For me, one of the most surprising culinary discoveries in the Yucatan has been naranja agrilla, or bitter orange. This is the same fruit that marmalade is made from so to say this is an acquired taste may be an understatement. Although I’m not usually a toast and marmalade for breakfast kind of guy I do like the flavour. I won’t be that guy and make you read 2,000 words about Great Grandmother’s marmalade factory before getting to a simple cocktail recipe, but the curious can click here to read more.
Recipe — Adult Lime and Bitter Orange Agua Refresca
- Key limes
- Bitter oranges
- Controy Orange Liqueur / Licor de Naranja (I suppose you could also use your fancy pants Grand Marnier)
- Cut bitter oranges in half and juice them.
- Pour juice into blender jar.
- Chop limes into 4-6 pieces and toss them (yes all them — peel, rind) into blender.
- Add teaspoon of sugar per glass or to taste. Remember, orange liqueur is very sweet so don’t overdo it. It you have previously prepared simple sugar, omit this step and sweeten in cocktail mixing stage.
- Add a cup of cold water to the blender jar.
- Blend. I started with a low setting like mix and only moved up to liquefy or smoothie once everything had pulverized problem.
- Using a fine mesh strainer, strain juice into a new measuring cup. Be sure to press down on the peelings in the strainer to extract s much of those flavours as possible
- Add 1.5 ounces of orange liqueur to tall glass.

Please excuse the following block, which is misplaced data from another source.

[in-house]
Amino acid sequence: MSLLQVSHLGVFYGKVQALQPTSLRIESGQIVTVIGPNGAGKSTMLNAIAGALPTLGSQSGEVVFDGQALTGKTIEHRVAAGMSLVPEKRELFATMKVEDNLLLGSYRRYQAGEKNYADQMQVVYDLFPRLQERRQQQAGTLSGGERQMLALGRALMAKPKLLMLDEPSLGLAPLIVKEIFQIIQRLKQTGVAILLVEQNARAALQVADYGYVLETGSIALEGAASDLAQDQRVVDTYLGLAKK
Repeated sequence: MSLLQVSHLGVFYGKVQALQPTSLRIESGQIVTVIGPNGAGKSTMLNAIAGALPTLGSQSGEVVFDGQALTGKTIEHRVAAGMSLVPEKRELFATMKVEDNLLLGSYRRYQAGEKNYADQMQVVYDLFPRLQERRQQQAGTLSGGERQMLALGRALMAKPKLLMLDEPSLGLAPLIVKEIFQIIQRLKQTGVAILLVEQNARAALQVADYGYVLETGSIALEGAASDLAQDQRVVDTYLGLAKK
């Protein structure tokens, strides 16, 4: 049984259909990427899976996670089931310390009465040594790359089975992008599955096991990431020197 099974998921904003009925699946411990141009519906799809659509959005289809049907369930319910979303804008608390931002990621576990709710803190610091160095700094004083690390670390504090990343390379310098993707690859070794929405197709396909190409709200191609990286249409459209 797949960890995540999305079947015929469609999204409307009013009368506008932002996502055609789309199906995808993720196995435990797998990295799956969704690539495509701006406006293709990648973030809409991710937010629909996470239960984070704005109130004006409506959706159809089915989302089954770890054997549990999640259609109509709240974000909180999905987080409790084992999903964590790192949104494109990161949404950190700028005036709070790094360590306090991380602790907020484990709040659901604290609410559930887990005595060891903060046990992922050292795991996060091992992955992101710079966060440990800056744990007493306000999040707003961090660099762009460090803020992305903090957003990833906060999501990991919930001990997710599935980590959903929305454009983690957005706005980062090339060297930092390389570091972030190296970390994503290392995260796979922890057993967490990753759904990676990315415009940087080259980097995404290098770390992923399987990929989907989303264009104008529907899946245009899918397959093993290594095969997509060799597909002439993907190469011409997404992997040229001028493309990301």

- As at least 2 ounces of juice mix to glass.
- Add ice, if desired.
- Top up with sparkling water or club soda.
The Marmalade Factory
I lied. To the best of my knowledge, no one in my family has ever owned a marmalade factory. Buy tires is a big post so I felt obliged to In Mexico agua refrescas are blended juice waters that most restaurants have on the menu. Jamaica, or hibiscus flower is ubiquitous and excellent (when it’s not tooth-meltingly-sweet, a real and present danger in Mexico) but I like trying other flavours when they appear. Chaya con piña (think spinach with pineapple) is also excellent. So when my waiter said the days special was naranja agrilla I said yes. I knew that naranja is orange and that sounded refreshing. After he left I translated agrilla, which is how I learned the word for bitter in Spanish. More sophisticated readers will know that these knobbly green and orange fruits are known in English as Seville oranges. It was delicious. I don’t want to say that it was like a refreshing glass of marmalade but, well, that’s kind of what it tasted like.